Nursing Leadership

Nursing Leadership 34(1) March 2021 : 1-3.doi:10.12927/cjnl.2021.26460

Time to Adjust the Sails

Lynn M. Nagle

The pessimist complains about the wind; the optimist expects it to change; the realist adjusts the sails.

– William Arthur Ward

After a year of living a masked, isolated, virtual existence, there is much reflection among healthcare decision makers and providers around the world. What have we done well? What could we have done better? And more importantly, how will we ensure that our learnings inform decisions and actions the next time? In this latest installment of crisis leadership papers, authors address the toll exacted upon our profession thus far. Although profound, the psychological sequelae of the COVID-19 pandemic are directly related to a number of pre-existing conditions that have been festering below the surface for several years. In particular, blame for the state of health inequities, ageism, staff shortages and workplace violence cannot be ascribed to the pandemic. Rather, each has been exacerbated because of it.

We need to seriously consider the consequences of continuing to be collectively oblivious to these issues; we ignore them at our peril. Not to mention the effects of a workforce enduring sustained uncertainty and compromise – will the profession experience a mass exit of nurses suffering from post-traumatic stress disorder (PTSD), burnout and/or sheer exhaustion?

While nursing shortages are becoming a reality in many parts of the country, some jurisdictions are eliminating positions, further compounding the physical and psychological burdens on those left behind. Dire conditions in nursing homes have been exposed and in part can be directly attributed to insufficient staffing of both professional and support personnel. It has been suggested that nurses at the coalface of caring for COVID-19 patients have probably surpassed burnout and moral distress and are likely now suffering from "moral injury" (Hossain and Clatty 2021). Typically, this term has been used to convey the combat experience of soldiers faced with circumstances contrary to their values and moral beliefs (Norman and Maguen n.d.). Over the course of the pandemic, many nurses have confronted incredibly difficult situations, being forced to make critical choices about care and decisions counter to their morals and professional ethics. While it may seem overly dramatic, this comparison is not a hyperbole but a very real and tragic consequence.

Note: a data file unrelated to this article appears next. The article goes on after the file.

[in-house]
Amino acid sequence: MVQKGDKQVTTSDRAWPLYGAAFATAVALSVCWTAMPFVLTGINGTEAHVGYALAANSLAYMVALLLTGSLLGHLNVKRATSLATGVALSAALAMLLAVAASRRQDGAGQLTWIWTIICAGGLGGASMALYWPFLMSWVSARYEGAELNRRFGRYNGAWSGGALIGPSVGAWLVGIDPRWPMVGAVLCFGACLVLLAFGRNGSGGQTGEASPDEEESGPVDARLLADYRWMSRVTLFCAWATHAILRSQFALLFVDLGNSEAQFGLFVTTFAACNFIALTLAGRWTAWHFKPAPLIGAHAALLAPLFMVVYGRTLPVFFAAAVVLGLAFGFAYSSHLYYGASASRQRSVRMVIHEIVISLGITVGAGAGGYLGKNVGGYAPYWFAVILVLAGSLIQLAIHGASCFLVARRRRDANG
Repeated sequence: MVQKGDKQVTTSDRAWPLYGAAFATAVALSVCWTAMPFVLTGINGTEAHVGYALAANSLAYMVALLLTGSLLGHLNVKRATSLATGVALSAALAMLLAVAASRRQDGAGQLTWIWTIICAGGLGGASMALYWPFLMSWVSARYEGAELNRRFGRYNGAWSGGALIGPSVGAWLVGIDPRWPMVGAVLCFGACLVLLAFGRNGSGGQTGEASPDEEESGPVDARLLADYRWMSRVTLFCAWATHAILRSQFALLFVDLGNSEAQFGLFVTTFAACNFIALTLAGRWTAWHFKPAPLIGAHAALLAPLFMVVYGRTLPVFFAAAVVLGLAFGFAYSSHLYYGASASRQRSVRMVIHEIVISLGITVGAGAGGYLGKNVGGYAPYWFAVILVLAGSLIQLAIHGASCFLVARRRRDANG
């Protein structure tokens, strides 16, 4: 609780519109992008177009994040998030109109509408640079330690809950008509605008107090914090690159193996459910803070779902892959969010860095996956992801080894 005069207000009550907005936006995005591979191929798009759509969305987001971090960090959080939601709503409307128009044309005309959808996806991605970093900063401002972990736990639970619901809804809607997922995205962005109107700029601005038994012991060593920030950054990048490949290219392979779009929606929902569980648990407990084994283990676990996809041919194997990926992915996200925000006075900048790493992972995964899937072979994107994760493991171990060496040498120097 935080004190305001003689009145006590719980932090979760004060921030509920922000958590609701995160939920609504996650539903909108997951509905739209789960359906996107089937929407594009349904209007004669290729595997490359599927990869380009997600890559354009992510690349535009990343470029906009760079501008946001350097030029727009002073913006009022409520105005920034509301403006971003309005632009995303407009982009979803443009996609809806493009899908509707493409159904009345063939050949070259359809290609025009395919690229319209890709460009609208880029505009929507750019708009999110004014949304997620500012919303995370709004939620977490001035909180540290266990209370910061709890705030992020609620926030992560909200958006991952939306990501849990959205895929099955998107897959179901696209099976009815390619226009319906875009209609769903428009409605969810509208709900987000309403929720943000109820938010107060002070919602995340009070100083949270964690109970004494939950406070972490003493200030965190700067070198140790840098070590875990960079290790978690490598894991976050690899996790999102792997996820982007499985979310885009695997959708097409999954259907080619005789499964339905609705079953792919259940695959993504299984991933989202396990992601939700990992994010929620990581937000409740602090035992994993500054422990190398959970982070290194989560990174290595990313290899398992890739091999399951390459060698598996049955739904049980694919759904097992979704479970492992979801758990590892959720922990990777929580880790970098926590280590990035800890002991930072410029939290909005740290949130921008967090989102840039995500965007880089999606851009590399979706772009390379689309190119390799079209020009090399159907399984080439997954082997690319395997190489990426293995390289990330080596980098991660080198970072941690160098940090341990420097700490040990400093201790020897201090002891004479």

Pandemic Learnings

In this issue, Sriharan and colleagues (2021) describe the findings of a rapid scoping review, summarizing the empirical research on COVID-19-related burnout and moral distress in nurses. They identify the interventions being utilized to mitigate these adverse outcomes and provide nurse leaders with strategies for consideration. Caxaj et al. (2021) posit that actions on health inequities have been insufficient to date and offer approaches to close the gaps and address disparities made visible by the pandemic. Whether it is the aged, the Indigenous, the homeless, the newcomer or the rural community, all have shouldered their share of burden throughout. In this commentary, the authors emphasize the need to move from discussion to action for a principled, moral approach to the provision of healthcare – one clearly guided by a health equity lens.

Ouellette et al. (2021) detail the experiences of two emerging nurse leaders in leading a national virtual health trial during the COVID-19 pandemic. They share the experiences and lessons learned from training and leading a national team of nurses to deliver a post-discharge virtual intervention for surgical patients. Of note is their assertion that an effectual "webside manner" be considered a central dimension of virtual care provided by nurses and others.

Informed Cultural Change

Using the question-and-answer approach of Socrates and Aristotle, Giannouli and Giannoulis (2021) contemplate the origins and application of critical thinking and emphasize the importance of considering the context of cultural factors when making decisions. Furthermore, in the context of a technology-mediated world and the increasingly prevalent alternate realities and truths, they suggest the need for not only novel approaches to decision making but also the teaching and application of critical thinking capabilities. Critically thoughtful, skilled and informed decision makers are the order of the day, now and into the future.